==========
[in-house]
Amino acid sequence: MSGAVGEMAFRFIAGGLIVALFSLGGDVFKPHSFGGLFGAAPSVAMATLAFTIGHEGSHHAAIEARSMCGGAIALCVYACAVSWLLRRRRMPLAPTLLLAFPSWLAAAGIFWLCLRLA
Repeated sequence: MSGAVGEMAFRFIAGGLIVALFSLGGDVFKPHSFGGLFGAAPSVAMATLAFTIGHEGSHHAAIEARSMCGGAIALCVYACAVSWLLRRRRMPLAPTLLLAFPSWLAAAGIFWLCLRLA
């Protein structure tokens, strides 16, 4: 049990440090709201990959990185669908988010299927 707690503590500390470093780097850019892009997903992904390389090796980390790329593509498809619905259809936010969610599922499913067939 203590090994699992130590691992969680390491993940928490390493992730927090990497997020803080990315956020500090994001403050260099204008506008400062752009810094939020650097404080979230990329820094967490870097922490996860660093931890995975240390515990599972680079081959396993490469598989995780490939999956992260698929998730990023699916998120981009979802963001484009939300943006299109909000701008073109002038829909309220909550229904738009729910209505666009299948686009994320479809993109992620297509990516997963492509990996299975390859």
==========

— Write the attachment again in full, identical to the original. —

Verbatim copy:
[in-house]
Amino acid sequence: MSGAVGEMAFRFIAGGLIVALFSLGGDVFKPHSFGGLFGAAPSVAMATLAFTIGHEGSHHAAIEARSMCGGAIALCVYACAVSWLLRRRRMPLAPTLLLAFPSWLAAAGIFWLCLRLA
Repeated sequence: MSGAVGEMAFRFIAGGLIVALFSLGGDVFKPHSFGGLFGAAPSVAMATLAFTIGHEGSHHAAIEARSMCGGAIALCVYACAVSWLLRRRRMPLAPTLLLAFPSWLAAAGIFWLCLRLA
């Protein structure tokens, strides 16, 4: 049990440090709201990959990185669908988010299927 707690503590500390470093780097850019892009997903992904390389090796980390790329593509498809619905259809936010969610599922499913067939 203590090994699992130590691992969680390491993940928490390493992730927090990497997020803080990315956020500090994001403050260099204008506008400062752009810094939020650097404080979230990329820094967490870097922490996860660093931890995975240390515990599972680079081959396993490469598989995780490939999956992260698929998730990023699916998120981009979802963001484009939300943006299109909000701008073109002038829909309220909550229904738009729910209505666009299948686009994320479809993109992620297509990516997963492509990996299975390859």